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QE2Posted Wednesday, November 10, 2010, at 5:55 AM
Did something happen to Her Majesty's Ship the Queen Elizabeth II? No, this is not about the luxury British cruise liner. Rather, this is about our government's current monetary policy; quantitative easing, second round "QE2."
Quantitative easing, sounds rather abstract doesn't it? It is a fancy new term for the government's plan to intentionally cause inflation. Have you been wondering why since August silver has gone up in value by 50 percent and gold has gone up by nearly 20 percent? The plan to intentionally cause inflation is why.
What is inflation and why would the government do it?
The value of a dollar is determined the same way as the value of a stock or any other commodity. You make an educated guess as to the sum total value of the entire United States (or General Motors, or the 2010 corn crop, etc.) and divide by the number of dollars in circulation (or shares of stock issued, or bushels of grain taken to market, etc.).
What happens when General Motors issues new shares of stock or if farmers bring lots of extra grain to market? The price per share or per bushel falls. The same is true when the government prints new money. The value of each dollar falls.
In effect, inflation is one of the most cruel forms of taxation. People who have spent their lives saving, and people who have modest incomes, lose some of the value of that savings or income as it costs more dollars to buy stuff. People who have lots of real estate, stocks, gold and silver, and "stuff" see the value of their stuff go up as it takes more dollars to buy it when they sell. Inflation is the one thing that truly makes the rich richer and the poor poorer. (Not market driven economics.)
Why would a government intentionally create inflation? A simplified answer is that it helps to keep powerful people in power.
First: If the Federal Reserve creates 20 percent inflation, as they plan, the value of the national debt does down by 20 percent because it destroys 20 percent of the value of every bond and treasury note bought by investors.
Second: The Federal Reserve regulates banking. The number one problem faced by banks is that they have mortgage loans in default secured by real estate that is not worth as much as the mortgage. As the value of real estate goes up, from inflation, the level of security on the mortgages loans go up.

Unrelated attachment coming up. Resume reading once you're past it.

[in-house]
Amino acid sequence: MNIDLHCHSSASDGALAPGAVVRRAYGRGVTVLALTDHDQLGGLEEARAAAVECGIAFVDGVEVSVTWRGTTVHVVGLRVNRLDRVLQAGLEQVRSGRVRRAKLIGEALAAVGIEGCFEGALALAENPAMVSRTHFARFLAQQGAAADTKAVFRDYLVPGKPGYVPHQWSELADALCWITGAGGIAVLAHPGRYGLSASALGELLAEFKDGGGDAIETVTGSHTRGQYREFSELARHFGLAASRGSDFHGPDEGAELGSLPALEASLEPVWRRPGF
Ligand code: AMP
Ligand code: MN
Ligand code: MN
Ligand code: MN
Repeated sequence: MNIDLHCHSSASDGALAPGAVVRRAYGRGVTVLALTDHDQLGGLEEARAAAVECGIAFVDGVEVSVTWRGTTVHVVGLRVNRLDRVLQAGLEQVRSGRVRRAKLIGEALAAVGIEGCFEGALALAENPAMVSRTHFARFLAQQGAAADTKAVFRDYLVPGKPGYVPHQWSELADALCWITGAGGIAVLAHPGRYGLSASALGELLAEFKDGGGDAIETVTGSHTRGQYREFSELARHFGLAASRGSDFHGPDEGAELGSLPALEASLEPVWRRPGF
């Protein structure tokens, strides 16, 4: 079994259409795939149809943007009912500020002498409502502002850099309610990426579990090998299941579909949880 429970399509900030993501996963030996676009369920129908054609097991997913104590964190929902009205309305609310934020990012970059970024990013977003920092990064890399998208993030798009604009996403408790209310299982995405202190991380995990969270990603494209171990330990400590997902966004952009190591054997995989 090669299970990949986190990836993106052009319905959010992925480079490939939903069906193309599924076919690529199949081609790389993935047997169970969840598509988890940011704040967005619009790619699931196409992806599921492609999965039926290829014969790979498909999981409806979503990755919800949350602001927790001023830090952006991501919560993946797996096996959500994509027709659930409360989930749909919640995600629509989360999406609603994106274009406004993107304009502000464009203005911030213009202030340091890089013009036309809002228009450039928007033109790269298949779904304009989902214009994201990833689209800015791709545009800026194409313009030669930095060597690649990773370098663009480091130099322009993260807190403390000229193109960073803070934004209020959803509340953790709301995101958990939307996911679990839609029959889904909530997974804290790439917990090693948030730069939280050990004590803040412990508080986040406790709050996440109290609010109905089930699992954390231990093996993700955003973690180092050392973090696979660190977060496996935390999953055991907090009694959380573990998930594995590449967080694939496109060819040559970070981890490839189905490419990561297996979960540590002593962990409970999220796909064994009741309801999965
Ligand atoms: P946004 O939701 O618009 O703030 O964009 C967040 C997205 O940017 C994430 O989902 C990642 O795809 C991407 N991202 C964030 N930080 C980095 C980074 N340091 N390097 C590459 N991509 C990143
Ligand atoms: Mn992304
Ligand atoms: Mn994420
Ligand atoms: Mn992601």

Third: When the federal government is buying its own bonds (that is how the new money gets into circulation - making bond dealers, like Goldman Sachs, rich) bond interest rages go down because the government will buy the bonds at auction before the interest rate gets too high. As most interest rates are set on bond rates, that keeps interest rates artificially low.
Have you noticed that the government keeps urging us and businesses to keep borrowing money? Why would they do that? The reason is that borrowed money is spent which they hope will help stimulate production, which should in turn stimulate hiring. That they hope will create a cycle that will pull us out of our present slump.
Shouldn't we all be glad that there is inflation on the way? No. While inflation may help bankers and may help stimulate factory production it robs the average person and stimulates artificial bubbles in real estate, commodities, and stocks.
Do you remember the 1970s? The last time we did this? Do you remember "stagflation" and the "misery index?" Then look at the early 80s when there was a crash in precious metals, a crash in real estate value, and finally a crash in the stock market. All bursting bubbles created by the inflation of the 1970s.
History repeats itself when people do not take the lesson. It looks to me like we may be heading back to school.
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